Shallow Deaths




by Glenn Brown

This painting is one of many in Brown’s oeuvre based on the 1984-85 painting Head of J.Y.M II by German-British figurative painter Frank Auerbach (b.1931). Spanning a variety of colors, tones and compositional modifications, Brown employs the visage of Julia Yardley Mills much like Auerbach did through the 80s as an enduring muse over a number of interrelated works. In his series, however, Brown conspicuously smoothes out the signature impasto of his predecessor – turning what was originally thick, scabrous oil paint into a smooth, luminous sheen. The palette is meant to evoke Pablo Picasso’s Blue Period (1901-1904), when personal and political strife became manifest in monochroma-tic and melancholic canvases. As such, this work aptly draws its title from a barbed comment by American poet, writer and satirist Dorothy Parker (1893-1967) about a death which registers meekly as tepid and unremarkable. In the context of this painting Brown elevates the ecstasy of his anonymous, androgynous subject to ostensibly avoid such a quiet passing – surrounding the figure in a tempestuous blue and crowning his/her head with a pristine halo reminiscent of Christian iconography.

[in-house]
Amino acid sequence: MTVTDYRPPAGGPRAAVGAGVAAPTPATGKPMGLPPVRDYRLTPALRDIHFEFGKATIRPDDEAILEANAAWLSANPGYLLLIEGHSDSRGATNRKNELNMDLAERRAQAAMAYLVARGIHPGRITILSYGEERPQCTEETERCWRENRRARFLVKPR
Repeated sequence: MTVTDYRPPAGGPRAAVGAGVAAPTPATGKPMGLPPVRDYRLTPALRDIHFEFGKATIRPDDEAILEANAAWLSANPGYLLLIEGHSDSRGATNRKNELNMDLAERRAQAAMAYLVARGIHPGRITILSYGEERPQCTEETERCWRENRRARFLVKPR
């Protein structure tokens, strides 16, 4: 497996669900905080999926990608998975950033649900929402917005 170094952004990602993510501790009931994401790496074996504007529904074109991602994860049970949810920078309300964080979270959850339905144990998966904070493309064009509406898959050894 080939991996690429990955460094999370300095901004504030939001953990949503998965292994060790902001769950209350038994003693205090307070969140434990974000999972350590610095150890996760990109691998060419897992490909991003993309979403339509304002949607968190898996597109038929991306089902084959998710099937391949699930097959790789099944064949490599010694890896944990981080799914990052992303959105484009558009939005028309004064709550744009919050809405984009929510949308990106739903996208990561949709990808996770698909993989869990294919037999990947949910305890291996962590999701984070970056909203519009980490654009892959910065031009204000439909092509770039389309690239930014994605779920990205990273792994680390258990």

– Steven Matijcio, Curator, Contemporary Arts Center, Cincinnati, USA



One thought on “Shallow Deaths

  1. This is intriguing, it’s almost Picassoesque in the deformity of the facial shape and features. The way the oil has been used gives an almost fluidity to the figure, giving it an otherworldly feel, top that with the “halo” and it is almost a representation of a deathly angel.

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